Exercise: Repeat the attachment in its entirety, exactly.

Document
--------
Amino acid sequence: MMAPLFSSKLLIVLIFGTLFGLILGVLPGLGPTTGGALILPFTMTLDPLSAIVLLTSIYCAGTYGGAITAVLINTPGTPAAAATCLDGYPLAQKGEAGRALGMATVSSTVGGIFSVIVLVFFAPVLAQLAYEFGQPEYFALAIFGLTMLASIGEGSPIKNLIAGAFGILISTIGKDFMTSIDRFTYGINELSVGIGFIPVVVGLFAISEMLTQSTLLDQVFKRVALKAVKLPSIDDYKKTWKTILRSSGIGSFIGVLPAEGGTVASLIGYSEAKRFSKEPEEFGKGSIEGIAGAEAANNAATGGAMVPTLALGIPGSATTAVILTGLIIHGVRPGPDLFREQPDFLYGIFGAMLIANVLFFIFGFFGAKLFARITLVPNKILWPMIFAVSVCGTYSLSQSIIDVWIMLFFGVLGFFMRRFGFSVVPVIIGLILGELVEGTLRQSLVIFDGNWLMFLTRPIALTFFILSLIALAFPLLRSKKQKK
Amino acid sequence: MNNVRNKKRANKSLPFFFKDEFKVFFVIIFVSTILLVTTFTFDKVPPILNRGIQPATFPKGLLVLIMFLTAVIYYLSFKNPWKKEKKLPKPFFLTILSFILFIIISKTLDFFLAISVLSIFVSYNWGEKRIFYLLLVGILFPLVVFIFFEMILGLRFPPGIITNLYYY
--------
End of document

Amino acid sequence: MMAPLFSSKLLIVLIFGTLFGLILGVLPGLGPTTGGALILPFTMTLDPLSAIVLLTSIYCAGTYGGAITAVLINTPGTPAAAATCLDGYPLAQKGEAGRALGMATVSSTVGGIFSVIVLVFFAPVLAQLAYEFGQPEYFALAIFGLTMLASIGEGSPIKNLIAGAFGILISTIGKDFMTSIDRFTYGINELSVGIGFIPVVVGLFAISEMLTQSTLLDQVFKRVALKAVKLPSIDDYKKTWKTILRSSGIGSFIGVLPAEGGTVASLIGYSEAKRFSKEPEEFGKGSIEGIAGAEAANNAATGGAMVPTLALGIPGSATTAVILTGLIIHGVRPGPDLFREQPDFLYGIFGAMLIANVLFFIFGFFGAKLFARITLVPNKILWPMIFAVSVCGTYSLSQSIIDVWIMLFFGVLGFFMRRFGFSVVPVIIGLILGELVEGTLRQSLVIFDGNWLMFLTRPIALTFFILSLIALAFPLLRSKKQKK
Amino acid sequence: MNNVRNKKRANKSLPFFFKDEFKVFFVIIFVSTILLVTTFTFDKVPPILNRGIQPATFPKGLLVLIMFLTAVIYYLSFKNPWKKEKKLPKPFFLTILSFILFIIISKTLDFFLAISVLSIFVSYNWGEKRIFYLLLVGILFPLVVFIFFEMILGLRFPPGIITNLYYY